At launch, the service has the exclusive streaming rights to every episode of “Friends” and “The Fresh Prince of Bel-Air,” plus original series, including "Love Life," starring Anna Kendrick. There will be new original movies from producer Greg Berlanti and Reese Witherspoon, and original series such as “The Flight Attendant,” starring Kaley Cuoco.

HBO Max also has the exclusive domestic rights to all 12 seasons of “The Big Bang Theory” through 2028.

AT&T, which acquired Time Warner in 2018, has been aggressive in offering new streaming services. In addition to the new HBO Max service, the company and its subsidiaries now offer the cable-replacement service AT&T TV Now, HBO Now, AT&T Watch, and ESPN+, plus the recently launched DC Universe.

As described above, the company has rolled out a new streaming version of its satellite-based DirecTV service, called AT&T TV.

NBCUniversal/Peacock

A new streaming service from NBCUniversal, called Peacock in a nod to the NBC logo, is now available to select Comcast customers and will debut nationally July 15.

Peacock will offer three pricing tiers. The basic option, Peacock Free, will be an ad-supported free service that features some NBCUniversal content. The next level, Peacock Premium, costs $5 per month and will give users access to a more robust library of ad-supported content. A third tier will let Premium users upgrade to an ad-free experience for about $10 per month.

However, many of the original programs the company was planning are being put off until 2021 because the coronavirus pandemic is delaying production.

A reboot of “Saved by the Bell” might be released this year, but other new shows, such as a music-themed comedy produced by Tina Fey and a new version of  “Battlestar Galactica,” will probably be delayed.

That means that at launch subscribers will be able to view mainly library titles, such as “Law and Order: SVU,” producer Dick Wolf’s “Chicago” franchise, “Parks and Recreation,” and “Cheers.” “The Office” will be available starting in 2021 after Netflix’s deal for it expires.

The service will include some A&E and History channel shows, such as “Cold Case Files,” “The Curse of Oak Island,” and “Storage Wars.” 

The company says the service will have movies and programs from other NBCUniversal properties, including Universal Pictures and DreamWorks Animation. At launch, the service will include some popular movies, including “Back to the Future” and “Jaws.”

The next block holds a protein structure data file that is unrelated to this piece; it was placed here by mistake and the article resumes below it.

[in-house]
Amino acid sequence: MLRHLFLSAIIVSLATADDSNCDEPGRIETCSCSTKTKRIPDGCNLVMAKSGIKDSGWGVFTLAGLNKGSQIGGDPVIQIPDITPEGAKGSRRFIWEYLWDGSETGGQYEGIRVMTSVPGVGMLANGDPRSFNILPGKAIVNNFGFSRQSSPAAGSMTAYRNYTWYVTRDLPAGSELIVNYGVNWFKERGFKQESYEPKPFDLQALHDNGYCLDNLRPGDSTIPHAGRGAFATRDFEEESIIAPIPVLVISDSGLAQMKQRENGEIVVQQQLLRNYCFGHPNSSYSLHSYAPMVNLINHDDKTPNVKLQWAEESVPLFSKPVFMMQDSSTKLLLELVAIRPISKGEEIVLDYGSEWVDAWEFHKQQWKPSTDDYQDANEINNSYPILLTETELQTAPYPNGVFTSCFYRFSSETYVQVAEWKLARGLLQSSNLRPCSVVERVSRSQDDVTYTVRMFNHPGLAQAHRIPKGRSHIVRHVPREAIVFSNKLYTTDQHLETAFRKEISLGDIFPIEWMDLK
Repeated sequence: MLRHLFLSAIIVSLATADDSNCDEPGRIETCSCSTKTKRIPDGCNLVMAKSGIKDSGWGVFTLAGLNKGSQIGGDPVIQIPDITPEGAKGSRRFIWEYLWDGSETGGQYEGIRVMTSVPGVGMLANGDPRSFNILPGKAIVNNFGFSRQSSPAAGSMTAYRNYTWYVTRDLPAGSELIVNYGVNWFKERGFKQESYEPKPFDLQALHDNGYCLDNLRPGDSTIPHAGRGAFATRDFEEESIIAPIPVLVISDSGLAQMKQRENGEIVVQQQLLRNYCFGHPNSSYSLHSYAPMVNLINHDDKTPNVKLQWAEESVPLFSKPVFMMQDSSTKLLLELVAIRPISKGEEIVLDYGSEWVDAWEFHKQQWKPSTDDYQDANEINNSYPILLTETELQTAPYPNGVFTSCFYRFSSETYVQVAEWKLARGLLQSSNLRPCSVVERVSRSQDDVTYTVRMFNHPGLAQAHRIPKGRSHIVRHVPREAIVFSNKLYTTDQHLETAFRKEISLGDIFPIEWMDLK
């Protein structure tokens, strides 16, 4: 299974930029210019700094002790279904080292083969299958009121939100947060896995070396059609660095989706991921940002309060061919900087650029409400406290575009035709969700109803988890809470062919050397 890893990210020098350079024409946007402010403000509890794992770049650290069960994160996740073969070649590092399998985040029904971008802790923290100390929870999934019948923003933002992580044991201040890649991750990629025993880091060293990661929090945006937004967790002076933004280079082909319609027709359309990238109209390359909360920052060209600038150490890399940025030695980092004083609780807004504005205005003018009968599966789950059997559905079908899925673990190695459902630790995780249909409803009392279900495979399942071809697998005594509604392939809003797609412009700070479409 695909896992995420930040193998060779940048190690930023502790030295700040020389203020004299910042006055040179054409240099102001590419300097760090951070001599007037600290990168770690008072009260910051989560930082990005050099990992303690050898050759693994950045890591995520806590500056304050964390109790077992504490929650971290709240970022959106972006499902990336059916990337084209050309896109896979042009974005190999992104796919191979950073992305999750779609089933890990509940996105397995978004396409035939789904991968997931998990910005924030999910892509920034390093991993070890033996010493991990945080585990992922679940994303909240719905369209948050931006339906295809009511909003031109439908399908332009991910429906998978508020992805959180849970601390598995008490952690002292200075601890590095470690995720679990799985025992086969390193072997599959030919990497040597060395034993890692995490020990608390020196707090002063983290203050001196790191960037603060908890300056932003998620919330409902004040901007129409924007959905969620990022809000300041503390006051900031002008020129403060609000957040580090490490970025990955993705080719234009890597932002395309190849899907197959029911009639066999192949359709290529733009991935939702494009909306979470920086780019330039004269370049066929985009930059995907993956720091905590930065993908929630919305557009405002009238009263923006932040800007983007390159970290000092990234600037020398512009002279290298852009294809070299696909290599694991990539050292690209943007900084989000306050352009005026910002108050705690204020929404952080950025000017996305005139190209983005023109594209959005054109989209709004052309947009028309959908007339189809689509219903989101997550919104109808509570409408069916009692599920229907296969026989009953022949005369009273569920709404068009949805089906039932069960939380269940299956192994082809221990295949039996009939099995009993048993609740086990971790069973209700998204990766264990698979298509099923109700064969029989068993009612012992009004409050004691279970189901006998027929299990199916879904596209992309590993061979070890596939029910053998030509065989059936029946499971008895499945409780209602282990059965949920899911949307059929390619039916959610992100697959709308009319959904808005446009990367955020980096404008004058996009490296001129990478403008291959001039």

Quibi

Quibi, a new streaming service that focuses on short-form entertainment, went live in early April. It was founded by ex-Disney chairman Jeffrey Katzenberg and the tech executive Meg Whitman, who among other things was CEO of eBay. Right now you can get a free 90-day trial.

Quibi—short for “quick bites”—says it focuses on “snackable” series and films that are each told in multiple short chapters. In its first year, the company says it will have around 7,000 videos, everything from scripted series and movies to reality TV.

Quibi will have two payment tiers: $5 per month for an ad-supported version and $8 per month without ads. Unlike many other new services, Quibi is meant to be viewed on a mobile device, not a TV, and it supports both horizontal and vertical videos. At CES, the annual electronics trade show held in January, the company showed off this technology, which allows producers to combine both types of orientations within the same video.

But recently the company backtracked on its mobile-only policy, saying that support for watching on television would be added soon.

Quibi has been able to attract some big Hollywood names: Spielberg is producing a horror series, called “After Dark,” that viewers can watch only after sunset; Guillermo del Toro and Sam Raimi are also producing a few horror shows. Other shows include a car racing series by Idris Elba; a cooking competition with Tituss Burgess; Stephan James and Laurence Fishburne starring in Antoine Fuqua’s drama series “Free Ray Shawn”; and a courtroom show starring Chrissy Teigen.

Quibi is also releasing several movies in chapters, including Liam Hemsworth in “Most Dangerous Game,” and revamps of “Punk’d” and “Singled Out,” from MTV.